A device or softwareis required to control a given number of elevators (n) in buildingwith a given number of floors (m). There is need to develop asystematic way on how the elevators shall be moving between thefloors to serve users but have to operate within certain constraints.
Each floor has m buttons on the inside that corresponds to the m floors. When pressed by users, each button corresponding to the chosen floor illuminates. A button will cease to illuminate once the elevator visits the corresponding floor.
Each floor except the topmost and the bottom/ground floor has two buttons on the outer side by the door: the up and down elevator request. When either of the button is pressed, it illuminates until the elevators visits the floor and fulfills the request.
If the elevator has no pending request, it remains on a given floor with door shut.
The above scenarioscan be placed on OAA model.
Sep 1: functionalmodeling-use cases.
Based on this, these are only two possible uses or possible commandsfor the elevator: press an elevator button and press a floor button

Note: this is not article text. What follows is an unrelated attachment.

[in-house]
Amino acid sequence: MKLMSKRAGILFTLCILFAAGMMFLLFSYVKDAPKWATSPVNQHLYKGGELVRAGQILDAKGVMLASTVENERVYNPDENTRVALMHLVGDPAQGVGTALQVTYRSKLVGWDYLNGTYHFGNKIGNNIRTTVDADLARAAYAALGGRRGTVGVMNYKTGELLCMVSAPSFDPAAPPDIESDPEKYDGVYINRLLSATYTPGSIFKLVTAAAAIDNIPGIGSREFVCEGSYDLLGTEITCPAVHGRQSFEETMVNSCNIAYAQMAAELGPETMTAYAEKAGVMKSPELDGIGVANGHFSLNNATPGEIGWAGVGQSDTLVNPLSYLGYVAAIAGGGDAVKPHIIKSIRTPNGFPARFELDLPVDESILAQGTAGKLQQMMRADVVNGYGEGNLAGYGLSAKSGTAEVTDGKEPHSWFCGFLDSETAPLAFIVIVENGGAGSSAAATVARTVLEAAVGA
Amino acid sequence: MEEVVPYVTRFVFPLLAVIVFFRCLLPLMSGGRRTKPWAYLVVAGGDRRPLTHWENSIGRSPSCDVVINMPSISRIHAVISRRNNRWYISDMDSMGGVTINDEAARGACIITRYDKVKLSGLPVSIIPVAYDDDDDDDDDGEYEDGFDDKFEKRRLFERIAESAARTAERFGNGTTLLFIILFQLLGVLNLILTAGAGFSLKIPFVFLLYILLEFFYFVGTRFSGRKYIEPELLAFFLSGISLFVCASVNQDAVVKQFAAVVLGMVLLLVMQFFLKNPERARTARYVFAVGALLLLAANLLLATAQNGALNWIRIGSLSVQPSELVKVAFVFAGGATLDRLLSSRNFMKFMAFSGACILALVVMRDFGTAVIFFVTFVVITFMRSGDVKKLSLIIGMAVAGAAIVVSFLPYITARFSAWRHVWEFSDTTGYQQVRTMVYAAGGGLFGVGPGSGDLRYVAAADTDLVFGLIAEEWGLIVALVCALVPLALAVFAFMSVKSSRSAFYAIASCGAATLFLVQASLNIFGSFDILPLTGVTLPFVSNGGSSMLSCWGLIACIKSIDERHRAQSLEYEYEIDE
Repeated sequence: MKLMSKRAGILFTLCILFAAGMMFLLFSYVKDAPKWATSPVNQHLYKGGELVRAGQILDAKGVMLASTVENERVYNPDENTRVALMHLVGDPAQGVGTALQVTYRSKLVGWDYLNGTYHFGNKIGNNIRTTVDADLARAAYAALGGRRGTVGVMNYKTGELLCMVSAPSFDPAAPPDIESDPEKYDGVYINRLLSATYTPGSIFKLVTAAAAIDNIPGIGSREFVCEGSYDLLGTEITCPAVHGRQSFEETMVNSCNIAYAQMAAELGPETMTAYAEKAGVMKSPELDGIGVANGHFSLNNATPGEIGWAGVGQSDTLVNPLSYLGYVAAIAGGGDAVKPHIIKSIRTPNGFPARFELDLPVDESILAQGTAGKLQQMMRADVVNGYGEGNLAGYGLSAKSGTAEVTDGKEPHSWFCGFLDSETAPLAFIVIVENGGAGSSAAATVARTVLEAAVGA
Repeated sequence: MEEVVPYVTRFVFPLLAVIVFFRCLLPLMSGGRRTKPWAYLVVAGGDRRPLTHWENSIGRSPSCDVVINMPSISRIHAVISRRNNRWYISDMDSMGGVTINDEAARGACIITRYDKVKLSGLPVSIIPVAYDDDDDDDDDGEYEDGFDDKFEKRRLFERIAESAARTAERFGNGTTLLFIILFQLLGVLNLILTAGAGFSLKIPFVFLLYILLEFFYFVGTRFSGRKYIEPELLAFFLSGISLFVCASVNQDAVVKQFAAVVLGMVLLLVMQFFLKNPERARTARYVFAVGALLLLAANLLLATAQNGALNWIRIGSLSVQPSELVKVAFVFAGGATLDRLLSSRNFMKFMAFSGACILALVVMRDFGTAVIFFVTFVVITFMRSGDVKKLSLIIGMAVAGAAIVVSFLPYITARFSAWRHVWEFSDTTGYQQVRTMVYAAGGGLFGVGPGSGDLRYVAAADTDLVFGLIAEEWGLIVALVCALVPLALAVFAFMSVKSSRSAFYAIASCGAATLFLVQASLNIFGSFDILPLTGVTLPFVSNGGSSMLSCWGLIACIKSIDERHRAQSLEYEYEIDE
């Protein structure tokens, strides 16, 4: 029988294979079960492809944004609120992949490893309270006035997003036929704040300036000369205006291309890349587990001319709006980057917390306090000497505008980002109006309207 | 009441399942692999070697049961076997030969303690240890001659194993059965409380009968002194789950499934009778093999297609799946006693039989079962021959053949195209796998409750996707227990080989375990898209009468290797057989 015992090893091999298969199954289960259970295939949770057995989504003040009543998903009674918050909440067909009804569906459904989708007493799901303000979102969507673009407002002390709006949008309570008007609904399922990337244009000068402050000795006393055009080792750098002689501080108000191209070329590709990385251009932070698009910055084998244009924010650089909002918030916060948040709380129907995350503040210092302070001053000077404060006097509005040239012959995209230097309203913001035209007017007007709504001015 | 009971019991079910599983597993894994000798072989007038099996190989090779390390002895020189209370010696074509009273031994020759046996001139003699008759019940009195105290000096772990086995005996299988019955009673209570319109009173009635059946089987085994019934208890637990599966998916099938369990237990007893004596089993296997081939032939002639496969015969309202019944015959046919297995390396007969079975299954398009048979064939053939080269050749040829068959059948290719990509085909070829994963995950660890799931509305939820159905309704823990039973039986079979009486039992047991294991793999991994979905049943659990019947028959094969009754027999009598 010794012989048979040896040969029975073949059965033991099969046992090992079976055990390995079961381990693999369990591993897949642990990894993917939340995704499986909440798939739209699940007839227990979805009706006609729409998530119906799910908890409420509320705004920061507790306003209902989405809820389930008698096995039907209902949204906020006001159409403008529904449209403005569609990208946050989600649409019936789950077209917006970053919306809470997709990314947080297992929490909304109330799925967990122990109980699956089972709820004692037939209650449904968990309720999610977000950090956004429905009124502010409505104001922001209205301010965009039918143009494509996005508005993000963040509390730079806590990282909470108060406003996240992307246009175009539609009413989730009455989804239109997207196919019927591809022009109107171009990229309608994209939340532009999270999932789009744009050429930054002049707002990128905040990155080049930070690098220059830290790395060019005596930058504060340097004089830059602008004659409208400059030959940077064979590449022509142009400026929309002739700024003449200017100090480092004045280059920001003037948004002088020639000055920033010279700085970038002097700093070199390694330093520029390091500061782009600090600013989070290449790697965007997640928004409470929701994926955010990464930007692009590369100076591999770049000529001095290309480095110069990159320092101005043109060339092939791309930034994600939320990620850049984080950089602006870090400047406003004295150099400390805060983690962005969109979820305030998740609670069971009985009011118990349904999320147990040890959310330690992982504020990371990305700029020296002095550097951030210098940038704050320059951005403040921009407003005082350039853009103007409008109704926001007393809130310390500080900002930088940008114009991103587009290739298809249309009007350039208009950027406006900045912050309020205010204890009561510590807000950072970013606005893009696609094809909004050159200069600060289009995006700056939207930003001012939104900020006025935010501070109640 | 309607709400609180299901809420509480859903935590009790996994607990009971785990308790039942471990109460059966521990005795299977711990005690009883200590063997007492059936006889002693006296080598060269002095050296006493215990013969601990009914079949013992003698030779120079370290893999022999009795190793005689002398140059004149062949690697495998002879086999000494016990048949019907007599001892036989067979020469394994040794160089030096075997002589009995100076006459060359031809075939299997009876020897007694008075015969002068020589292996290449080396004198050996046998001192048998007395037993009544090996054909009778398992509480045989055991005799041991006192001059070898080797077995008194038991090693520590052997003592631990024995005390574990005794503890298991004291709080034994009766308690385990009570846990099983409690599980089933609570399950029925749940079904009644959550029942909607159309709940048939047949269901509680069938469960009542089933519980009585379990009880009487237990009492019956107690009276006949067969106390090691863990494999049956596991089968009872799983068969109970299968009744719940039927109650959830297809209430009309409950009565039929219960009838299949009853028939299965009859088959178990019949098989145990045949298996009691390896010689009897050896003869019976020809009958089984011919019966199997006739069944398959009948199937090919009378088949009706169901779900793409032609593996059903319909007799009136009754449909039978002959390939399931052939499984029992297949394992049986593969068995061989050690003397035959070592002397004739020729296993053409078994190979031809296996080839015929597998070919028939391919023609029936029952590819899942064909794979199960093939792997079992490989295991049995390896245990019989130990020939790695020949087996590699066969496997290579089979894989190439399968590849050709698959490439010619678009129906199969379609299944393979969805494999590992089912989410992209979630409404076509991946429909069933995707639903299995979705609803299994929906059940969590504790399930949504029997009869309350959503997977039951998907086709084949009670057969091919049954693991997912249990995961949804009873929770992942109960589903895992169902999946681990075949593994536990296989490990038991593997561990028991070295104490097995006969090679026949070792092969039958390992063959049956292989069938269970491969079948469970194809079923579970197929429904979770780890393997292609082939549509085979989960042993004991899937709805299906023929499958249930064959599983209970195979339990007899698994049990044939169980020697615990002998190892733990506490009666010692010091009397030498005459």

This functionalitymodeling (generic) case is however, not sufficient. A scenario casespecific modeling is necessary. Adequate scenarios need to beexamined to get a inclusive insight into the problem.
User A is on floor 3 and presses the up button intending to go to floor 7
The up button illuminates
Elevator arrives at floor 3. On borad is user B who entered the elevator from the ground floor and intended to go to floor 9 (button 9 currently illuminating).
Up button cancels illumination (turned off)
Elevator doors open
The elevator timer starts off: User A gets onboard the elevator.
User A presses button 7
The button for floor 7 illuminates
Elevator door shut following the timeout
Elevator visits floor 7
Button 7 turns off
Elevator doors open up to offload
Time starts: user A exits elevator
Elevator door closes after timeout
Elevator visits floor 9 as per the illuminating button with user B onboard [ CITATION Xiais l 1033 ].
Step 2:Extracting the Entity Classes
Extract entityclasses and their attributes
– Illustrates classes in a UML diagram
• Alternative one:Derive the entity classes from the existing use cases and situations